That's one way to look at it. The seller can also say that the moment he received the payment, the magazine was officially sold. In this scenario, the buyer is the one causing importation, while the seller is just part of the shipping chain after the purchase and is as responsible as the shipping company itself.

If the buyer ended up questioned or charged and then tried to throw seller under the bus, I am pretty sure the seller would try to defend against allegations and return the favor. I wouldn't bet on the outcome of such a case, or at least I wouldn't consider it certain that the buyer would be off the hook.

Also, if you "follow the money," the buyer is the one to benefit, he lives in CA and he is subject to the whim of a CA DA. Just being a test case might be too much.

vintagearms
12-17-2012, 11:32 AM
The buyer is considered the importer. California criminal law is somewhat representative of other jurisdictions. A punishable conspiracy exists when at least two people form an agreement to commit a crime, and at least one of them does some act in furtherance to committing the crime. Each person is punishable in the same manner and to the same extent as is provided for the punishment of the crime itself.

If I remember correctly, BWeise said you could be charged with conspiracy.

Karnov
12-17-2012, 12:39 PM
That's one way to look at it. The seller can also say that the moment he received the payment, the magazine was officially sold. In this scenario, the buyer is the one causing importation, while the seller is just part of the shipping chain after the purchase and is as responsible as the shipping company itself.

If the buyer ended up questioned or charged and then tried to throw seller under the bus, I am pretty sure the seller would try to defend against allegations and return the favor. I wouldn't bet on the outcome of such a case, or at least I wouldn't consider it certain that the buyer would be off the hook.

Also, if you "follow the money," the buyer is the one to benefit, he lives in CA and he is subject to the whim of a CA DA. Just being a test case might be too much.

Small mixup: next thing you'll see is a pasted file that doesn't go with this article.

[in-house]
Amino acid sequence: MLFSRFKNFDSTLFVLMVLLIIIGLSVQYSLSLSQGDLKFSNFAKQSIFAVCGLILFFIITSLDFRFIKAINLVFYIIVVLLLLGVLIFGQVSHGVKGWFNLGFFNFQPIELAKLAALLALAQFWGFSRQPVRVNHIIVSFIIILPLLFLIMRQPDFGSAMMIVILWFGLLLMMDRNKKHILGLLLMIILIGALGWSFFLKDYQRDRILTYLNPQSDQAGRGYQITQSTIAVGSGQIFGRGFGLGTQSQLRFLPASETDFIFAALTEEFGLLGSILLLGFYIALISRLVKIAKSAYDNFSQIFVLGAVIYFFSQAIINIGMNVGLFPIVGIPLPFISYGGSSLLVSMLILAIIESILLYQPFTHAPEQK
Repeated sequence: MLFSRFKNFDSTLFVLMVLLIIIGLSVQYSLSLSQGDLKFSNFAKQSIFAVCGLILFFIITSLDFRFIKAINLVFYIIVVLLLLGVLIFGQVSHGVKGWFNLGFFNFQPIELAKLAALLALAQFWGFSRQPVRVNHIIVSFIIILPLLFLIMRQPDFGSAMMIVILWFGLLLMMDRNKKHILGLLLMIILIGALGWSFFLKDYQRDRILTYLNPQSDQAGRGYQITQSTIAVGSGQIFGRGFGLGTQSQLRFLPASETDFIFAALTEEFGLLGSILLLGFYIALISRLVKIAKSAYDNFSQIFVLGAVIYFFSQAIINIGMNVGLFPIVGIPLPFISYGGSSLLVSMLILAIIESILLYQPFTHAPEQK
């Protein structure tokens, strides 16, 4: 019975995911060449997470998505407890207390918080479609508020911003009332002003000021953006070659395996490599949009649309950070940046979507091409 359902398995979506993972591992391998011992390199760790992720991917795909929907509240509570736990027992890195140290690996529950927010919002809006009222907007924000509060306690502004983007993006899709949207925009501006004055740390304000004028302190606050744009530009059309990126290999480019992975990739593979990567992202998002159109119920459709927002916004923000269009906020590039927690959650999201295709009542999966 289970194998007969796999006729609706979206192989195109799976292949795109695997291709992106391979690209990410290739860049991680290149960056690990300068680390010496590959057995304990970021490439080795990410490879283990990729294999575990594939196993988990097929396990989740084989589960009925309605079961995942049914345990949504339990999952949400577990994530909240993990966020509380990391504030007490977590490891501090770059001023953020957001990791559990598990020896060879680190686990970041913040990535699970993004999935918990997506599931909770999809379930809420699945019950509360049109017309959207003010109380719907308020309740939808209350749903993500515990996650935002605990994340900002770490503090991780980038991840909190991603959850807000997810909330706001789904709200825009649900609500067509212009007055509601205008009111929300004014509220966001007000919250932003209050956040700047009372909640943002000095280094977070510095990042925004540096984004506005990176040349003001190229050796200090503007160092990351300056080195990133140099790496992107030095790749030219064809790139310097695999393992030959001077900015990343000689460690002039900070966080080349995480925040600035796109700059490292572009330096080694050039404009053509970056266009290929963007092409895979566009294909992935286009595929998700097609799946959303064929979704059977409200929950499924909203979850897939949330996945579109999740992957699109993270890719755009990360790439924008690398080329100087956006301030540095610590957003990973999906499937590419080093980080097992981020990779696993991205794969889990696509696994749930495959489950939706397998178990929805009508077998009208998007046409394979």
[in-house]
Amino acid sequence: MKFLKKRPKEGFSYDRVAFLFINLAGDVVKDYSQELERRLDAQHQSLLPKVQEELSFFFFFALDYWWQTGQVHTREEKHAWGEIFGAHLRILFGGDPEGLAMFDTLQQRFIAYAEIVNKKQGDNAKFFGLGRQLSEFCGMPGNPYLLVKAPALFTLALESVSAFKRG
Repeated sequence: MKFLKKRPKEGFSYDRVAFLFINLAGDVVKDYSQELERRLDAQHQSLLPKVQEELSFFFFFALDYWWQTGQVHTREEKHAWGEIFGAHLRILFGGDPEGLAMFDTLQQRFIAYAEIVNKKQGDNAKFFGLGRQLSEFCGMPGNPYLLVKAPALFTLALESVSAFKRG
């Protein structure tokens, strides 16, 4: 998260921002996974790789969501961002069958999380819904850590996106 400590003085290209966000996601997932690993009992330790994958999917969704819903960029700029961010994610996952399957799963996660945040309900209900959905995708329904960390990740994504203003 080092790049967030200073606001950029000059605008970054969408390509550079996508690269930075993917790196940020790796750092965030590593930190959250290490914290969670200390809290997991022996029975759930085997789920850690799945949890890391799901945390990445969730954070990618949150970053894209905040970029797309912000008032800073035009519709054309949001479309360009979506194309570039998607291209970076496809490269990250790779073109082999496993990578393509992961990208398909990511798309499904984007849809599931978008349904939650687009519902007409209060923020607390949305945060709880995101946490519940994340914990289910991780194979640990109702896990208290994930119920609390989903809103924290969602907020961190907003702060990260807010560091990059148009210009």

Wouldn't the item paid for be the 10-rnd and the cause for importation of a 20-rnd is the seller sending the wrong item?

With purchases online, there is no control between what you purchase and what your actually recieve; except from the seller. Wouldn't recieving items different than what was described be the sellers mistake whether it's Amazon or eBay?

I brought up the OP because there are some sellers that sell mags described and pictured as factory mags. I could have ordered a what was described and pictured as a factory mag, but was sent an aftermarket one. Dealing with being sent an aftermarket one incorrectly instead of a factory one is straightforward--item was not as advertised.

Dealing with being sent a 20 incorrectly instead of a 10 isn't straightforward.

IVC
12-17-2012, 12:53 PM
Wouldn't the item paid for be the 10-rnd and the cause for importation of a 20-rnd is the seller sending the wrong item?

It might - nobody knows. The only sure thing many people know is that being a test case is no fun and a pretty expensive habit. For a meaningful opinion you should consult a real attorney (and even then you might not get a definite answer).

POLICESTATE
12-17-2012, 1:10 PM
Well since it's all documented here on CGN (and thus is now part of a government data capture) you might as well send the thing back and tell the seller they sent you the wrong item and please send the correct one.

That's assuming this entire "what if" thing actually happened.